• If a client decides to go with you the cost of the Foundation goes towards the price of the proposal.

This is a great strategy since the client will get some experience working with you, they have an option to not go with you if you are too expensive and you still get paid for your work. You can still use your current proposal template, now it will be just more flushed out. In many years of us using this method we never lost a client to someone else. Is it because we are so cheap? Nope, it’s because during that Foundation stage you get to work with a client and build a personal relationship. At the end, you really understand their project and they know you do, so they much rather go with you then try to explain the details again to another company even if you have written all the details out in a proposal. Of course, this might be an overkill for some projects but for anything that’s going to take more than a month to build this will make things easier for both parties.

 

Designing your next proposal

What page size should you use?

For page size, we went with horizontal size of 11×7.5 inch. The reason being is that most of the time proposals were not printed and were shown in board meetings or on the screen. Because of this, we prioritized landscape layout, an aspect ratio is such that the left and right black bars are minimized on the screen yet proposal can still be printed if needed and will fit on 11×8.5 paper as well as European A4 format. By being a little smaller size then a piece of paper it allows you to trim your proposal in the office if needed.

 

Use Simple Design

When designing think simple layout. This is not a brand manual or an advertising project you need to communicate what you are going to do to a client and over-designed proposal will just waste people’s time. That doesn’t mean you should open up Word add your logo to the corner and paste a bunch of text in either. Think clean and simple. Which brings me to the next point; don’t use your favorite design app. If you open Adobe anything to get started you will be making the same mistake we did many years ago. Adobe InDesign / Illustrator etc are great apps for designers, they are just not great for making proposals. First, even if you are a designer and you are an expert in using them they don’t allow for quick content editing and tweaking by none designers. No sales staff knows how to use them or has them installed. I know today you might be the only person in your company but always think ahead, someone else might be adjusting or tweaking your proposals later.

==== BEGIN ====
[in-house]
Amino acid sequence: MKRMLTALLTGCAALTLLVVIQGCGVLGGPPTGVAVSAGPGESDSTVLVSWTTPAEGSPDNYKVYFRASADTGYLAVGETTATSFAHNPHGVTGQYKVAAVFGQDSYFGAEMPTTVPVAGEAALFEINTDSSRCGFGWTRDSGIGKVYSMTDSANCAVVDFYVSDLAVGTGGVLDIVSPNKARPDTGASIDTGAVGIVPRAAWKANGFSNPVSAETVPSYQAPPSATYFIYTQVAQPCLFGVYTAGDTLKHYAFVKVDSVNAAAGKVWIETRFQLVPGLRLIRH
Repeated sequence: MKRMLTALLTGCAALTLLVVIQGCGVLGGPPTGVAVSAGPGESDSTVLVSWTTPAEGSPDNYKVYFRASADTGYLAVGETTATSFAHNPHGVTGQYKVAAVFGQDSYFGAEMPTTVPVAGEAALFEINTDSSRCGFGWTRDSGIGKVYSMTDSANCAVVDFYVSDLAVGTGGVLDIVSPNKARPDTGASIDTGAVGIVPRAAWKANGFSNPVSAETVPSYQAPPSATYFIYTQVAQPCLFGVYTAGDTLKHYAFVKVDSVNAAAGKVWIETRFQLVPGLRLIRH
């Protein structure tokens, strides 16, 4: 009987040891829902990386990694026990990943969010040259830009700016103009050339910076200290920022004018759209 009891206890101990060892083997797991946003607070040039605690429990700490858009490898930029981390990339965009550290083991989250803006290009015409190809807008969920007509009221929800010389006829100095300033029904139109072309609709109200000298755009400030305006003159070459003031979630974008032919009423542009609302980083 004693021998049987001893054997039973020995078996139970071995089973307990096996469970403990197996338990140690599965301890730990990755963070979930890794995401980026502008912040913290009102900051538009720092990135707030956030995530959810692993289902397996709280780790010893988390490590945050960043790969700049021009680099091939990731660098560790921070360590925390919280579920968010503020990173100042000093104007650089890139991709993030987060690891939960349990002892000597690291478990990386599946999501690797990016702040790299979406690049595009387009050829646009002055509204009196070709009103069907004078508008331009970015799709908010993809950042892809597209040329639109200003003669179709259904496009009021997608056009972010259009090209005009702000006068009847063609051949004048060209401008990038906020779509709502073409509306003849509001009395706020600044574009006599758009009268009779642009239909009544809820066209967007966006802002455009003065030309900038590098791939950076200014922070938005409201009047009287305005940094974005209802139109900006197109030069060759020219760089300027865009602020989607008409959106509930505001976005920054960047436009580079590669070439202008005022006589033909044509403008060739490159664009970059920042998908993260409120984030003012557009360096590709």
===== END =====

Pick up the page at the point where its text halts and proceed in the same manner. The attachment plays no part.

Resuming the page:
Don’t worry you won’t be presenting

Why you should use PowerPoint.

So what should you use? We ended up settling on PowerPoint many years back and it worked great ever since. Don’t worry you won’t be presenting anything. The reason we chose it is that almost everyone has Office installed and you can easily send your proposal to a secretary to do a quick tweak.  PowerPoint files can be opened on a Mac and more recently you can import them into Google Office, retain all the look and functionality and collaborate on your proposals with people on your team. Once you finish your design you can hand over your template to your sales team and they can tweak it from there without you having to teach them anything. Yes, the design is going to be a little harder to create but PowerPoint is fairly flexible (you can change the slide size and arrange elements however you want) and the final document can be exported into PDF just like any Adobe file. PowerPoint supports excel integration as well as templates, so you can have a unique layout for each section if you desire to do so. As a bonus, you can even do a boring presentation for your client. You can download the light version of what we are using for proposals to get you started so you can get an idea of how we have it set up.

 

This is just one way to create a design proposal. A beautiful and well-written proposal is not going to close the deal for you but a poor one can surely keep you from it. Have ideas on proposal writing? Share them in the comments below we would love to hear what you are using.